By Steve Bell 12th January 2015.
Steve Bell 21st January 2015.
Diana Johnstone wrote the following yesterday concluding her extended report from Paris:
Charlie Hebdo was not in reality a model of freedom of speech. It has ended up, like so much of the “human rights left”, defending U.S.-led wars against “dictators”.
In 2002, Philippe Val, who was editor in chief at the time, denounced Noam Chomsky for anti-Americanism and excessive criticism of Israel and of mainstream media. In 2008, another of Charlie Hebdo’s famous cartoonists, Siné, wrote a short note citing a news item that President Sarkozy’s son Jean was going to convert to Judaism to marry the heiress of a prosperous appliance chain. Siné added the comment, “He’ll go far, this lad.” For that, Siné was fired by Philippe Val on grounds of “anti-Semitism”. Siné promptly founded a rival paper which stole a number of Charlie Hebdo readers, revolted by CH’s double standards.
In short, Charlie Hebdo was an extreme example of what is wrong with the “politically correct” line of the current French left. The irony is that the murderous attack by the apparently Islamist killers has suddenly sanctified this fading expression of extended adolescent revolt, which was losing its popular appeal, into the eternal banner of a Free Press and Liberty of Expression. Whatever the murderers intended, this is what they have achieved. Along with taking innocent lives, they have surely deepened the sense of brutal chaos in this world, aggravated distrust between ethnic groups in France and in Europe, and no doubt accomplished other evil results as well. In this age of suspicion, conspiracy theories are certain to proliferate.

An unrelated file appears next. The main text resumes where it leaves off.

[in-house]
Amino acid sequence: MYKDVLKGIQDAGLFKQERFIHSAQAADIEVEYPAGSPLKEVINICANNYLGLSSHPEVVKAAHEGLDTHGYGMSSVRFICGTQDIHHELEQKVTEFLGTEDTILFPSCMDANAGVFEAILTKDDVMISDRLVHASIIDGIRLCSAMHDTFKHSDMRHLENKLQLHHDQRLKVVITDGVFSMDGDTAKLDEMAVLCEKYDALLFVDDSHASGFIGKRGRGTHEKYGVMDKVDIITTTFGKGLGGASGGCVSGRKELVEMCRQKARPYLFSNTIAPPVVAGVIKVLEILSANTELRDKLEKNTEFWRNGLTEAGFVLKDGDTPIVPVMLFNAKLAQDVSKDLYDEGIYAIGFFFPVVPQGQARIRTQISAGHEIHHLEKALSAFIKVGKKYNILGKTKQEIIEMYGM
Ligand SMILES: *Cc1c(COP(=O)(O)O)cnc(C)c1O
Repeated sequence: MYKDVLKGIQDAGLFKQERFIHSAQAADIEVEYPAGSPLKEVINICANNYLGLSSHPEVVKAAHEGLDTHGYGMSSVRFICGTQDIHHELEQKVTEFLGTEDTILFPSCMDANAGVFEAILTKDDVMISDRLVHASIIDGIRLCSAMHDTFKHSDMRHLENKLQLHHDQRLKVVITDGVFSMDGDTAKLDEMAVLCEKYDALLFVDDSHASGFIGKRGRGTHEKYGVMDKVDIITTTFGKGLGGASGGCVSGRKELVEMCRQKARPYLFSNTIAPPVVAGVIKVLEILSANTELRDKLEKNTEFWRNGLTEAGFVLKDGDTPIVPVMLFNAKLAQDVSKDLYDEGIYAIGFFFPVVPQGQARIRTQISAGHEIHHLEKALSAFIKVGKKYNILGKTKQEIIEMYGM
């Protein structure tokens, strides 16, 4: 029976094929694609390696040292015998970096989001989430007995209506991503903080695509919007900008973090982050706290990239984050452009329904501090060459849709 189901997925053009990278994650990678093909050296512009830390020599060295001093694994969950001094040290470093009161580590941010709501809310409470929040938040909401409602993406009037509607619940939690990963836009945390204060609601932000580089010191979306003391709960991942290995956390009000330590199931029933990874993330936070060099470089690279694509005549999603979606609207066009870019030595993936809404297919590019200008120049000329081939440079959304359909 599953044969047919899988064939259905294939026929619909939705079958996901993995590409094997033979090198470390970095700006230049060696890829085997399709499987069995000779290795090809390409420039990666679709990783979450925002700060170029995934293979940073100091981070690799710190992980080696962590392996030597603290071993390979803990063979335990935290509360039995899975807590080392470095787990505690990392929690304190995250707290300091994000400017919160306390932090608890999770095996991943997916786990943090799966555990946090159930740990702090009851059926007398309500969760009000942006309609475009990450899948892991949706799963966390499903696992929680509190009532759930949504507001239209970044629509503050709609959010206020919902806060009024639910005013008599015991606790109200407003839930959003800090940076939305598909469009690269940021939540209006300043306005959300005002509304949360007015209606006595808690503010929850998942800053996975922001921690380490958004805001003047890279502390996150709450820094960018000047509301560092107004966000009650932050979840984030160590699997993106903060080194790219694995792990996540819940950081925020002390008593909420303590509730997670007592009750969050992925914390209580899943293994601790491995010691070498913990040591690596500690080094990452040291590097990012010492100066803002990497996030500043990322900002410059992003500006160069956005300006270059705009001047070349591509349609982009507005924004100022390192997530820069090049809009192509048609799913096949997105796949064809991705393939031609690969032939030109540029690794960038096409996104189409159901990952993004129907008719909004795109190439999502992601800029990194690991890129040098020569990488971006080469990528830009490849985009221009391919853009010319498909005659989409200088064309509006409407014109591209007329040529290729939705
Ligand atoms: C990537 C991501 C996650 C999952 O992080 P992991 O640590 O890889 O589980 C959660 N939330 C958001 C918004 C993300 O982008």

The acclaimed graphic artist and journalist Joe Sacco on the limits of satire – and what it means if Muslims don’t find it funny.